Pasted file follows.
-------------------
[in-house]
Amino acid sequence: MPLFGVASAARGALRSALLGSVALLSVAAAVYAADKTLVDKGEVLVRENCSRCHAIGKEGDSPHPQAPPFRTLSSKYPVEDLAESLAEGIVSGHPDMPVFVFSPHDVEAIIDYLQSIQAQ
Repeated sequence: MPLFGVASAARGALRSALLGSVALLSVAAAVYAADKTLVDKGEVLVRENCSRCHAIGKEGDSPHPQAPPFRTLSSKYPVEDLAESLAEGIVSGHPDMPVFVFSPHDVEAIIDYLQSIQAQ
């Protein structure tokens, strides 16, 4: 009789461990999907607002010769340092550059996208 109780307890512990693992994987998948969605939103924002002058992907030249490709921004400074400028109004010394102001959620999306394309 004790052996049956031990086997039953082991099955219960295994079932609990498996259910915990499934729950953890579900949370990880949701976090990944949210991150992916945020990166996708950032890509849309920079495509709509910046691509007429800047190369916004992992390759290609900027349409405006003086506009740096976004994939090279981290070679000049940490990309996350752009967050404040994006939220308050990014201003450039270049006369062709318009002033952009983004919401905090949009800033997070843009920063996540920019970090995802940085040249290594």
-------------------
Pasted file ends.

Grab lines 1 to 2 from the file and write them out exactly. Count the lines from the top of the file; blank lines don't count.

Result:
[in-house]
Amino acid sequence: MPLFGVASAARGALRSALLGSVALLSVAAAVYAADKTLVDKGEVLVRENCSRCHAIGKEGDSPHPQAPPFRTLSSKYPVEDLAESLAEGIVSGHPDMPVFVFSPHDVEAIIDYLQSIQAQ